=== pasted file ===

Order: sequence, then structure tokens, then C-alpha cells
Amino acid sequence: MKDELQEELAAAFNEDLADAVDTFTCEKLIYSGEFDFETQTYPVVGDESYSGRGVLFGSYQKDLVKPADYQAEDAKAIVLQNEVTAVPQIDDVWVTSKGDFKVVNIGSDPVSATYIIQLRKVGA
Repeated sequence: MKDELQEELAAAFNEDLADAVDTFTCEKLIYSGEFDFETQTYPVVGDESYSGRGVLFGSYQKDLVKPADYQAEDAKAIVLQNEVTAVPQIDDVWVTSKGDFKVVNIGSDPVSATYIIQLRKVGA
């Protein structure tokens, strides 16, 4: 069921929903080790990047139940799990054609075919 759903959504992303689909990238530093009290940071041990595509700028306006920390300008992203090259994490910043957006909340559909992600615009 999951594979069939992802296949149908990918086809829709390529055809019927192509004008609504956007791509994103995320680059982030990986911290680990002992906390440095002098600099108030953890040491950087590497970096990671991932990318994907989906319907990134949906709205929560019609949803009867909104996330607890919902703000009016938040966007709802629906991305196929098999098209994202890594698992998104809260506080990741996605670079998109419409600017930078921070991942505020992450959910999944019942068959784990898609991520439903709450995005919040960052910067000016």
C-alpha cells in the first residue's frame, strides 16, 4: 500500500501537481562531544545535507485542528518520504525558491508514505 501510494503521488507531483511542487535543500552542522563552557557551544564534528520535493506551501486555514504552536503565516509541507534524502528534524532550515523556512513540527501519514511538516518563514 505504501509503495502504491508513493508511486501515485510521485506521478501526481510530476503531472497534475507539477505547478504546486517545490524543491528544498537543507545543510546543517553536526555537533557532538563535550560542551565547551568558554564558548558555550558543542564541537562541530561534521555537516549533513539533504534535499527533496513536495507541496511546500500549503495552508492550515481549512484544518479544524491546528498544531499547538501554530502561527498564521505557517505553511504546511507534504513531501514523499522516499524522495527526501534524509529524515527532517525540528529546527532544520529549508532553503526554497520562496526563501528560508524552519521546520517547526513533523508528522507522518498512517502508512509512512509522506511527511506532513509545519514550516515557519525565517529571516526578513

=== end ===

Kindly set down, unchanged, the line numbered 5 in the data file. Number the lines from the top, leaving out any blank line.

C-alpha cells in the first residue's frame, strides 16, 4: 500500500501537481562531544545535507485542528518520504525558491508514505 501510494503521488507531483511542487535543500552542522563552557557551544564534528520535493506551501486555514504552536503565516509541507534524502528534524532550515523556512513540527501519514511538516518563514 505504501509503495502504491508513493508511486501515485510521485506521478501526481510530476503531472497534475507539477505547478504546486517545490524543491528544498537543507545543510546543517553536526555537533557532538563535550560542551565547551568558554564558548558555550558543542564541537562541530561534521555537516549533513539533504534535499527533496513536495507541496511546500500549503495552508492550515481549512484544518479544524491546528498544531499547538501554530502561527498564521505557517505553511504546511507534504513531501514523499522516499524522495527526501534524509529524515527532517525540528529546527532544520529549508532553503526554497520562496526563501528560508524552519521546520517547526513533523508528522507522518498512517502508512509512512509522506511527511506532513509545519514550516515557519525565517529571516526578513